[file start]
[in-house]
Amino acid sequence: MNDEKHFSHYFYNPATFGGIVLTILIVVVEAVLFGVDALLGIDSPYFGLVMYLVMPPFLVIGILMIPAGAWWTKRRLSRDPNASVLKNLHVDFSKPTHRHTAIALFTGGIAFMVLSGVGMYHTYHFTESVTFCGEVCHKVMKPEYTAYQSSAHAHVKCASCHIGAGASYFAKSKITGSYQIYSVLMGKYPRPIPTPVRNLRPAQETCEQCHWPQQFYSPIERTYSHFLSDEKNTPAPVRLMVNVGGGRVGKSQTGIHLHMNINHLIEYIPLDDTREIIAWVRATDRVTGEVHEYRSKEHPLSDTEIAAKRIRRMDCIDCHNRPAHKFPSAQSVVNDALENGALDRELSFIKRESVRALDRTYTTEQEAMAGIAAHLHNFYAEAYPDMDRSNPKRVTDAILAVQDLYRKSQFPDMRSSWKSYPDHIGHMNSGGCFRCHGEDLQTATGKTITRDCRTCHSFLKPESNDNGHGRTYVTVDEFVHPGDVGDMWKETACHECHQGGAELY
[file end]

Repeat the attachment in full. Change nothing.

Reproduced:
[in-house]
Amino acid sequence: MNDEKHFSHYFYNPATFGGIVLTILIVVVEAVLFGVDALLGIDSPYFGLVMYLVMPPFLVIGILMIPAGAWWTKRRLSRDPNASVLKNLHVDFSKPTHRHTAIALFTGGIAFMVLSGVGMYHTYHFTESVTFCGEVCHKVMKPEYTAYQSSAHAHVKCASCHIGAGASYFAKSKITGSYQIYSVLMGKYPRPIPTPVRNLRPAQETCEQCHWPQQFYSPIERTYSHFLSDEKNTPAPVRLMVNVGGGRVGKSQTGIHLHMNINHLIEYIPLDDTREIIAWVRATDRVTGEVHEYRSKEHPLSDTEIAAKRIRRMDCIDCHNRPAHKFPSAQSVVNDALENGALDRELSFIKRESVRALDRTYTTEQEAMAGIAAHLHNFYAEAYPDMDRSNPKRVTDAILAVQDLYRKSQFPDMRSSWKSYPDHIGHMNSGGCFRCHGEDLQTATGKTITRDCRTCHSFLKPESNDNGHGRTYVTVDEFVHPGDVGDMWKETACHECHQGGAELY